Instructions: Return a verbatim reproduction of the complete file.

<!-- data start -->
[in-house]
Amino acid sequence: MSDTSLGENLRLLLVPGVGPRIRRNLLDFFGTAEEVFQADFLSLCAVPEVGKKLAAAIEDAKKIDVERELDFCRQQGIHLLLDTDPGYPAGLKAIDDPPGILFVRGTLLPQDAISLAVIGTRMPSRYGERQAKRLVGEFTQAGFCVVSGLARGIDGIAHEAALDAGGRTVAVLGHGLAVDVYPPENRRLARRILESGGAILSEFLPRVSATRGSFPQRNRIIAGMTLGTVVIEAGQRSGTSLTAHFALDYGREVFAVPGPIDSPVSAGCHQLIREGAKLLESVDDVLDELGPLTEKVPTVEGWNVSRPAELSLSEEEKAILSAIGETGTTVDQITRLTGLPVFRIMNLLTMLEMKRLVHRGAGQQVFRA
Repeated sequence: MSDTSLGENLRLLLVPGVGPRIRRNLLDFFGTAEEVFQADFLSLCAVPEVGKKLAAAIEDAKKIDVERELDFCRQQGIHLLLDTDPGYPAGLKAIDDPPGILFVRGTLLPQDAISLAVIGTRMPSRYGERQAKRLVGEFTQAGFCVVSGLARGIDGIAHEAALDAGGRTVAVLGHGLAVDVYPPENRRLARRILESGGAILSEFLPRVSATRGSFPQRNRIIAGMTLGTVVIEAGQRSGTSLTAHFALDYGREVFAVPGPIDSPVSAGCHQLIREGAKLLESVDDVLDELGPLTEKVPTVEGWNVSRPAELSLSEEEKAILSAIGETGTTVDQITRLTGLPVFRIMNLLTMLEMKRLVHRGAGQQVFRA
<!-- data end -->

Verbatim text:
[in-house]
Amino acid sequence: MSDTSLGENLRLLLVPGVGPRIRRNLLDFFGTAEEVFQADFLSLCAVPEVGKKLAAAIEDAKKIDVERELDFCRQQGIHLLLDTDPGYPAGLKAIDDPPGILFVRGTLLPQDAISLAVIGTRMPSRYGERQAKRLVGEFTQAGFCVVSGLARGIDGIAHEAALDAGGRTVAVLGHGLAVDVYPPENRRLARRILESGGAILSEFLPRVSATRGSFPQRNRIIAGMTLGTVVIEAGQRSGTSLTAHFALDYGREVFAVPGPIDSPVSAGCHQLIREGAKLLESVDDVLDELGPLTEKVPTVEGWNVSRPAELSLSEEEKAILSAIGETGTTVDQITRLTGLPVFRIMNLLTMLEMKRLVHRGAGQQVFRA
Repeated sequence: MSDTSLGENLRLLLVPGVGPRIRRNLLDFFGTAEEVFQADFLSLCAVPEVGKKLAAAIEDAKKIDVERELDFCRQQGIHLLLDTDPGYPAGLKAIDDPPGILFVRGTLLPQDAISLAVIGTRMPSRYGERQAKRLVGEFTQAGFCVVSGLARGIDGIAHEAALDAGGRTVAVLGHGLAVDVYPPENRRLARRILESGGAILSEFLPRVSATRGSFPQRNRIIAGMTLGTVVIEAGQRSGTSLTAHFALDYGREVFAVPGPIDSPVSAGCHQLIREGAKLLESVDDVLDELGPLTEKVPTVEGWNVSRPAELSLSEEEKAILSAIGETGTTVDQITRLTGLPVFRIMNLLTMLEMKRLVHRGAGQQVFRA